Lower Manhattan holds centuries of history in its shoreline and beneath its streets. With the sandy beaches of the former New Amsterdam gradually expanding by landfill over the last three centuries, a diverse historical trail has been left in its wake. This is very much the case around the World Trade Center’s site.
Earlier we looked at how the shoreline around the World Trade Center has changed dramatically over time. With The Port Authority digging ever deeper at the site, two sizable artifacts came to light in 2010, reaffirming the area’s rich history.
The first is the Hudson River Bulkhead. Throughout the 19th century, New York was growing as the financial and commercial centre of the United States. Trade was increasing but ships found it difficult to navigate the western shoreline because of varying depths of water in the harbor. In 1870, the first chief engineer of the city’s Department of Docks, Civil War commander, General George B. McClellan, proposed creating a bulkhead to regularize the shoreline. This would allow larger ships to dock at the edge of the island for the first time, as opposed to at the piers and wharves hundreds of feet away from the shore. The Bulkhead effectively opened up Manhattan’s edges to the world of seagoing commerce. Over the next six decades, engineers built the Hudson River Bulkhead, which came to extend over three miles from the Battery to West 59th Street.
The oculus rises at Fulton Center
Archaeologist, Zachary Davis of The Louis Berger Group, a consulting firm working with The Port Authority, dates the part of the Bulkhead near the World Trade Center to sometime between 1893 and 1896. In 2007, a 40-foot section of the Bulkhead was uncovered during early stages of construction of the East-West connector, the underground passageway linking the Fulton Street subways and the World Financial Center. It could be seen by the public from the World Financial Center’s Winter Garden Atrium.
Today this bulkhead is no longer operational, largely cut off from by the river by massive excavations and landfill projects undertaken during the World Trade Center’s construction during the late 1960s. Still, the Bulkhead had its uses even in the late 20th century. It was covered over by a platform during construction of the World Financial Center in the 1980s, forming part of the structure that captured storm-water runoff and then funneled it out into the Hudson.
As construction of the passageway continued over the summer of 2010, it was necessary to begin removing the Bulkhead. A clear path was needed to run between the World Trade Center and Battery Park City for the East-West Connector. Raymond E. Sandiford, chief geotechnical engineer at Port Authority, is enthusiastic about the passageway project, although his real admiration is in the 19th century construction of the Bulkhead. He explained that a preliminary excavation showed how timber structures from the early 19th century might have been used to act as a bulkhead before this one was built. The hope is that as work continues on the site, more of this historic waterfront will be uncovered and such questions will be answered.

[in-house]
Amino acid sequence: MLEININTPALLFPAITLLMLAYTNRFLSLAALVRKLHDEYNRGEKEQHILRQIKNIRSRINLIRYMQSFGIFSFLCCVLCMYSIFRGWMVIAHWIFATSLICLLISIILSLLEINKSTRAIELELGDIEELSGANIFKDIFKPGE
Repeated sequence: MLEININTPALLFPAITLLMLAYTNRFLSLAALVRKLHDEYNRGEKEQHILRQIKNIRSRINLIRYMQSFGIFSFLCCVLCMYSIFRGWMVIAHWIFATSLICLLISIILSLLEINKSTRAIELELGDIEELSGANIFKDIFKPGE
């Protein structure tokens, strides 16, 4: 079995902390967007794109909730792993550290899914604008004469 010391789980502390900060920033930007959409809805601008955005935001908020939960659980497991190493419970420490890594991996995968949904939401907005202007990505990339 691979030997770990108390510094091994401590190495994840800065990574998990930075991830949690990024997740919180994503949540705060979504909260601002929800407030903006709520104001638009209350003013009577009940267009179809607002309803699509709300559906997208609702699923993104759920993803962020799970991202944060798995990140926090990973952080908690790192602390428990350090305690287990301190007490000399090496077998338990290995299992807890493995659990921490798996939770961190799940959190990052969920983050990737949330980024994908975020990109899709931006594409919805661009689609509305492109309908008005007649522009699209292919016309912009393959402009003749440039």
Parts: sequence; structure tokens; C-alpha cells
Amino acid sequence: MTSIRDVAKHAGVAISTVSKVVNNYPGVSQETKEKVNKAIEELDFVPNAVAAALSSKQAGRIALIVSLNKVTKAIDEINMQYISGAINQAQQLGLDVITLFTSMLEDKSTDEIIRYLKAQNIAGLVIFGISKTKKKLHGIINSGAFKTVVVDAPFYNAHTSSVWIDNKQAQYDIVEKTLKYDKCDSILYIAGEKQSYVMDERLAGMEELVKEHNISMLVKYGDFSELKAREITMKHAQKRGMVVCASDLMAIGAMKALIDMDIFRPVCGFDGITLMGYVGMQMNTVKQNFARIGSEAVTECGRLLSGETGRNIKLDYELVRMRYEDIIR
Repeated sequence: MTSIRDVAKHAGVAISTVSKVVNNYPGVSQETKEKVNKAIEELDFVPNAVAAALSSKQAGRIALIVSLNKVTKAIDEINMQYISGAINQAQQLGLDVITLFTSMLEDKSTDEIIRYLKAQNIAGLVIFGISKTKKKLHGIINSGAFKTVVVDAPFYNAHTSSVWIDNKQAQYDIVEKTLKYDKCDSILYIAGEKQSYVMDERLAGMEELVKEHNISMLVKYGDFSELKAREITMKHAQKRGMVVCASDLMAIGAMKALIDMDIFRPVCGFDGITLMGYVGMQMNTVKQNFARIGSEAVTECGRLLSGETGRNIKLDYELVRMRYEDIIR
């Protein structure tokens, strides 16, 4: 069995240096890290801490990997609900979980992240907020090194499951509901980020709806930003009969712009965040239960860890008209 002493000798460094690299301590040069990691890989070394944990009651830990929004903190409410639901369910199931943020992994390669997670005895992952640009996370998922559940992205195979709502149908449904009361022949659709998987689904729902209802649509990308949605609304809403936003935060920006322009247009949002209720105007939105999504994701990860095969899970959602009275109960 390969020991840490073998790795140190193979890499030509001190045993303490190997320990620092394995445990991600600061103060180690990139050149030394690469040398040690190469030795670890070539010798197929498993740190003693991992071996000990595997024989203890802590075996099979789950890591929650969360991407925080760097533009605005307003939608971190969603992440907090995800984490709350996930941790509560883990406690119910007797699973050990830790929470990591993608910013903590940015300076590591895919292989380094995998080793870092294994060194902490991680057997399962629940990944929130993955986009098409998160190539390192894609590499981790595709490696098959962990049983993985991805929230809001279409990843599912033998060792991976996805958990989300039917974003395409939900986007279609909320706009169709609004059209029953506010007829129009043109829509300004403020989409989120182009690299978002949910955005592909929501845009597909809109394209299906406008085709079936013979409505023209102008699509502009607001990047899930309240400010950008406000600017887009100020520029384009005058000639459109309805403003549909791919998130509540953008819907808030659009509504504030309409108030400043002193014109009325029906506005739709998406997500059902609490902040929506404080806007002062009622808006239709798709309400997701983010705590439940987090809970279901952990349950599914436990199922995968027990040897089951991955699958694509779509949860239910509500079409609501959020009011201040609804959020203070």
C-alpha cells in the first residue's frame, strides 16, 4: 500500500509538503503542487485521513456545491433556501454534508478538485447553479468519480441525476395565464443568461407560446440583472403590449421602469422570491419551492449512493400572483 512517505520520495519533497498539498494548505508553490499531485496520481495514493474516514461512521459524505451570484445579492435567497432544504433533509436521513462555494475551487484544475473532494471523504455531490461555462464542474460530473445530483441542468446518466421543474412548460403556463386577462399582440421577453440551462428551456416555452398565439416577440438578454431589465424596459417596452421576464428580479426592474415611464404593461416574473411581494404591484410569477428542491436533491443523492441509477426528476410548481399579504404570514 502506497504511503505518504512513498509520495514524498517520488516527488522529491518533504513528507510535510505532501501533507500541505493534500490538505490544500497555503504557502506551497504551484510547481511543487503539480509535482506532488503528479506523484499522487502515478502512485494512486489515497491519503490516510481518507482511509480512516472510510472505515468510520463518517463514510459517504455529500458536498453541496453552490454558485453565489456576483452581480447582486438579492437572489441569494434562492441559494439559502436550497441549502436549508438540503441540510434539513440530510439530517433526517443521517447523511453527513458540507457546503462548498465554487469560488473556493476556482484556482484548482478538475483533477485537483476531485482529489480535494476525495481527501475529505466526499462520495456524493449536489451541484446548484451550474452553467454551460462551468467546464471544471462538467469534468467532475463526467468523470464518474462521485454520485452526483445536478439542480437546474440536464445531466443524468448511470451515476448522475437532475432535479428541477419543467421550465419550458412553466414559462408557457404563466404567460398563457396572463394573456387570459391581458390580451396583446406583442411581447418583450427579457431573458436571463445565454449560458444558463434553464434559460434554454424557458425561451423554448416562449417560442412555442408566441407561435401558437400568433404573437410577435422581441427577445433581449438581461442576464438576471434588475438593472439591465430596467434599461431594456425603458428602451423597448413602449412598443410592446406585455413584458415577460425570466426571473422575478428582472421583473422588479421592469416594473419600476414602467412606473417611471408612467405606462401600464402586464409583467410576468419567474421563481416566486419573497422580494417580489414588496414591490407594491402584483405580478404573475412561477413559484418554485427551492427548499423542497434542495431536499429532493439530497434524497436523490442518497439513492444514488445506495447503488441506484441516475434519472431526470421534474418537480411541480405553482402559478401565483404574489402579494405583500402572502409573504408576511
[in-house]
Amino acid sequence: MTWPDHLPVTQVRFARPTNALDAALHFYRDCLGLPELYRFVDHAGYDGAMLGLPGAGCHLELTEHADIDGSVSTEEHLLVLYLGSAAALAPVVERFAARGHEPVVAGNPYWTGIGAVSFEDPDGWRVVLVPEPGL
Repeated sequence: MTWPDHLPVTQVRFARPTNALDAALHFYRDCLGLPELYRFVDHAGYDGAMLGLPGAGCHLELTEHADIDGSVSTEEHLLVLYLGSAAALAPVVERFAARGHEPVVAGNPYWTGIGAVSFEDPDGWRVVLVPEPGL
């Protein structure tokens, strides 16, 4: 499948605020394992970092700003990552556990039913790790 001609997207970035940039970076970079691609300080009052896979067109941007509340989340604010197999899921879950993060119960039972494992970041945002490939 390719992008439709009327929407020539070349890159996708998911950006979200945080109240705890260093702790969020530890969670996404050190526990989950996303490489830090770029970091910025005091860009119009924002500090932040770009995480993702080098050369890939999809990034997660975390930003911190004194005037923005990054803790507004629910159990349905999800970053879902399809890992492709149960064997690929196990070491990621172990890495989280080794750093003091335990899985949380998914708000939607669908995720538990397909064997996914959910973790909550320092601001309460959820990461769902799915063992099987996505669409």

Meanwhile, as Port Authority crews were digging at the site of the South Bathtub between Liberty and Cedar/Albany Streets in 2010, they uncovered parts of an 18th-century ship. The discovery was made about 30 feet down. Experts believe that the vessel was discarded in its location, near the intersection of Washington and Cedar Street, as part of the landfill that helped form Washington Street. The ship is thought to have been constructed in the 1770s near Philadelphia and is recorded to have been a 55-feet long flat-bottomed structure.
Warren Reiss, maritime historian and archaeologist at the University of Maine, said that even after extensive research, there are several things baffling archaeologists. Dubbed the S.S. World Trade Center, Reiss said that there is even uncertainty as to how many masts the ship had. The few clues that we do know about the ship and its purpose have been found in the small objects littered through its remains. Archaeologists have found a small cannon ball and a tiny button belonging to a British infantry unit stationed in New York during the Revolution. It is very likely that the ship was involved in trade.
Along with the Bulkhead, the ship unearths details about life centuries ago as well as the changing geography of Manhattan. The so-called S.S. World Trade Centre has been removed from the site and is now being preserved and studied in the conservation lab at Texas A&M University.
An entire plethora of items are constantly being unearthed in Lower Manhattan. Only earlier this month, an excavation at South Street Seaport revealed more than a hundred liquor bottles, dating back to the 18th century. They were found 7 feet underground in a 15-foot section at the corner of Fulton and Water Street. With the upcoming demolition of the Art Deco building at 68-74 Trinity Place, who knows what else will be uncovered near the World Trade Center.
If you’re interested in the maritime history of the city, check out our article on six famous shipwrecks in New York or look into our two-part piece on the nautical architecture around New York: New York City’s Nautical Architecture: Part I, New York City’s Nautical Architecture: Part II.